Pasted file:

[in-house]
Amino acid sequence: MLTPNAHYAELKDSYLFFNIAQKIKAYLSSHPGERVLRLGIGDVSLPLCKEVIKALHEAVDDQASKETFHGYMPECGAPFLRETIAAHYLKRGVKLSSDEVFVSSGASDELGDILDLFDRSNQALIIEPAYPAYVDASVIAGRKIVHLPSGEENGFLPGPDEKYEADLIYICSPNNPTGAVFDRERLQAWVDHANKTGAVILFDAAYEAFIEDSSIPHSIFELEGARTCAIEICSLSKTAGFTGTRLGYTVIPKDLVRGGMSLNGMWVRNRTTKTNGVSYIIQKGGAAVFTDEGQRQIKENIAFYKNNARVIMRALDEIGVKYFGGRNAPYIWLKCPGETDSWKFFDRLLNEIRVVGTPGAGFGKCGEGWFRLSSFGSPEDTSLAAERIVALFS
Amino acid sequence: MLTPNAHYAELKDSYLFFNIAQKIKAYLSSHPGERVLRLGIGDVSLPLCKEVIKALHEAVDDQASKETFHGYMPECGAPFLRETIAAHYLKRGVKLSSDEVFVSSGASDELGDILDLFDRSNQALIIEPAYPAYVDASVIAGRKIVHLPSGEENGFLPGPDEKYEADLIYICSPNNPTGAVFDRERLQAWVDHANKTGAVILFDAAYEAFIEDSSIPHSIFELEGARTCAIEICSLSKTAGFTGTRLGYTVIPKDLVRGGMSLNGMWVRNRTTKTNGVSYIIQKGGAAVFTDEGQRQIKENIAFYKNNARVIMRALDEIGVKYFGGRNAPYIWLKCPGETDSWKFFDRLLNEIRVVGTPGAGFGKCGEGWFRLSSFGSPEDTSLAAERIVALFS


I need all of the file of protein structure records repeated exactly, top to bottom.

[in-house]
Amino acid sequence: MLTPNAHYAELKDSYLFFNIAQKIKAYLSSHPGERVLRLGIGDVSLPLCKEVIKALHEAVDDQASKETFHGYMPECGAPFLRETIAAHYLKRGVKLSSDEVFVSSGASDELGDILDLFDRSNQALIIEPAYPAYVDASVIAGRKIVHLPSGEENGFLPGPDEKYEADLIYICSPNNPTGAVFDRERLQAWVDHANKTGAVILFDAAYEAFIEDSSIPHSIFELEGARTCAIEICSLSKTAGFTGTRLGYTVIPKDLVRGGMSLNGMWVRNRTTKTNGVSYIIQKGGAAVFTDEGQRQIKENIAFYKNNARVIMRALDEIGVKYFGGRNAPYIWLKCPGETDSWKFFDRLLNEIRVVGTPGAGFGKCGEGWFRLSSFGSPEDTSLAAERIVALFS
Amino acid sequence: MLTPNAHYAELKDSYLFFNIAQKIKAYLSSHPGERVLRLGIGDVSLPLCKEVIKALHEAVDDQASKETFHGYMPECGAPFLRETIAAHYLKRGVKLSSDEVFVSSGASDELGDILDLFDRSNQALIIEPAYPAYVDASVIAGRKIVHLPSGEENGFLPGPDEKYEADLIYICSPNNPTGAVFDRERLQAWVDHANKTGAVILFDAAYEAFIEDSSIPHSIFELEGARTCAIEICSLSKTAGFTGTRLGYTVIPKDLVRGGMSLNGMWVRNRTTKTNGVSYIIQKGGAAVFTDEGQRQIKENIAFYKNNARVIMRALDEIGVKYFGGRNAPYIWLKCPGETDSWKFFDRLLNEIRVVGTPGAGFGKCGEGWFRLSSFGSPEDTSLAAERIVALFS